Two major pieces of restructuring news today with Solstad merging with Farstad and Deep Sea Supply and Olympic finalising its deal. The interesting thing is the contrast: Solstad goes long on offshore supply while Olympic goes for subsea. I get the Olympic deal but for what its worth I’m not sure about creating a bigger HugeStadSea.
The Solstad/Farstad/Deep Sea is about as complicated as it gets (full details here). However in simple terms Solstad currently has 20 PSVs (32%), 16 AHTS (25%), and 27 CSV/Subsea (43%) as opposed to the new merged fleet of 154 vessels has 66 PSVs (43%), 55 AHTS (36%), and 33 CSV/ subsea (21%). That doesn’t seem like a good deal to me. I get the financial metrics mean Solstad, with a (slightly) better debt profile and fleet profile, is taking a proportionately bigger share. But the economics seem simple to me: Supply and Subsea have similar daily running costs but unless you are a true beliver its hard to see asset price appreciation in supply whereas subsea has the potential for a service element that can add value beyond the steel in addition to the vessels holding their value better. Not many people would trade a fleet with 43% exposure to subsea and trade it for one with 21% in this market.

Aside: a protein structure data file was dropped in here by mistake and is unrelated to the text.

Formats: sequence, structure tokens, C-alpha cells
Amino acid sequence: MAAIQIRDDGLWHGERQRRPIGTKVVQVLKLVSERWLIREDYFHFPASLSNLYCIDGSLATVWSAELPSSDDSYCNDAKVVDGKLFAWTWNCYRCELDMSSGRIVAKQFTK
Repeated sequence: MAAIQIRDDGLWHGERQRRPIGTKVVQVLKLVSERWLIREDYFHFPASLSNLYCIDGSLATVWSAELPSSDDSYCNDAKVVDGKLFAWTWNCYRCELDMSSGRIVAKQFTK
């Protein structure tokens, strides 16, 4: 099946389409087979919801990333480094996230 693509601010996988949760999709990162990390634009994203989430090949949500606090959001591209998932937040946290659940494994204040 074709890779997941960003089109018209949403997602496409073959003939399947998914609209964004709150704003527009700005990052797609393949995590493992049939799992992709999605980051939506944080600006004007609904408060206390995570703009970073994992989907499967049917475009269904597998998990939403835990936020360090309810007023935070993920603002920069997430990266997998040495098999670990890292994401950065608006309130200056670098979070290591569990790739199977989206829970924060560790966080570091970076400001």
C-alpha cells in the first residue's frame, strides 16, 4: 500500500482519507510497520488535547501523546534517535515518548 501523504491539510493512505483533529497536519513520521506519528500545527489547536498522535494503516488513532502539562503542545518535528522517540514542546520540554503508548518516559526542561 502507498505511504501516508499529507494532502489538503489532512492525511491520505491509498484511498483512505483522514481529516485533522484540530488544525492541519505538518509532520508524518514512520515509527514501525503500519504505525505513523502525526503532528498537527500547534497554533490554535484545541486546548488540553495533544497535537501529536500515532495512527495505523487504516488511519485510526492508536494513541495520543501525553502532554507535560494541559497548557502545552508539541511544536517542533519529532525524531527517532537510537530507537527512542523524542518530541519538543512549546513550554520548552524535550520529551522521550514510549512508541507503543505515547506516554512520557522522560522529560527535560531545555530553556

I don’t see how this business will have enough scale to lower unit costs to make the merger worthwhile? Procurement is still regional in the industry and while it will be a large company with 2100 supply vessels in the industry it won’t be big enough to have any effect on market pricing. Savings of NOK 500m across a fleet of 154 vessels with such high running costs look to have almost no effect. Put me in the sceptical camp. I would have passed on Farstad if I was either Deep Sea or Solstad but I accept different people are more confident in the long-term supply market, but exposing yourself to a similar cost base on commodity vessels when the upturn seems so uncertain is bold to say they least (which could well be one of the many reasons JF is a billionaire and I am not).
Olympic seem to have realised this and effectively cauterised the risk of the supply vessels (by handing them back to the bank and bondholders effectively) and offering upside only on the subsea fleet while providing only for basic running costs for the supply fleet (deal here). Significant new equity is injected (from the main shareholders), along with the ship and crew management companies, and the medium-term liquidity looks confirmed (barring a credit event I guess?). This strikes me as a far more investible proposition whereas the HugeStadSea looks more like assets looking for a transaction to buy them time and hope.